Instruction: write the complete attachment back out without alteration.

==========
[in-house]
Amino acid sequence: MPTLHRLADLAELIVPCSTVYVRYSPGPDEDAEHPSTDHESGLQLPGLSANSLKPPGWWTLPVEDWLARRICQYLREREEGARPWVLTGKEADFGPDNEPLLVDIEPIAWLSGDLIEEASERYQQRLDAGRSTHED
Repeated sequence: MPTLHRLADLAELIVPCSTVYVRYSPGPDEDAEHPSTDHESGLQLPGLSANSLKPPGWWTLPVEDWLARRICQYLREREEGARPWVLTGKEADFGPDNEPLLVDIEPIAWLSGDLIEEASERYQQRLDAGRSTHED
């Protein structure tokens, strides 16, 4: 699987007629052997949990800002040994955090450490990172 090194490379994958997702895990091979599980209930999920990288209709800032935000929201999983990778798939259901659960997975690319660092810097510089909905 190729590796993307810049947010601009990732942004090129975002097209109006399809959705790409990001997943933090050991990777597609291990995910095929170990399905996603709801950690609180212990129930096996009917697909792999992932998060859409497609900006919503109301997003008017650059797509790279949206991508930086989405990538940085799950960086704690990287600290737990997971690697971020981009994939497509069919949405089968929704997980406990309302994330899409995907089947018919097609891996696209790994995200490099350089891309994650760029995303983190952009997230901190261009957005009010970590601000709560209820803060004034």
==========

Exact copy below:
[in-house]
Amino acid sequence: MPTLHRLADLAELIVPCSTVYVRYSPGPDEDAEHPSTDHESGLQLPGLSANSLKPPGWWTLPVEDWLARRICQYLREREEGARPWVLTGKEADFGPDNEPLLVDIEPIAWLSGDLIEEASERYQQRLDAGRSTHED
Repeated sequence: MPTLHRLADLAELIVPCSTVYVRYSPGPDEDAEHPSTDHESGLQLPGLSANSLKPPGWWTLPVEDWLARRICQYLREREEGARPWVLTGKEADFGPDNEPLLVDIEPIAWLSGDLIEEASERYQQRLDAGRSTHED
């Protein structure tokens, strides 16, 4: 699987007629052997949990800002040994955090450490990172 090194490379994958997702895990091979599980209930999920990288209709800032935000929201999983990778798939259901659960997975690319660092810097510089909905 190729590796993307810049947010601009990732942004090129975002097209109006399809959705790409990001997943933090050991990777597609291990995910095929170990399905996603709801950690609180212990129930096996009917697909792999992932998060859409497609900006919503109301997003008017650059797509790279949206991508930086989405990538940085799950960086704690990287600290737990997971690697971020981009994939497509069919949405089968929704997980406990309302994330899409995907089947018919097609891996696209790994995200490099350089891309994650760029995303983190952009997230901190261009957005009010970590601000709560209820803060004034």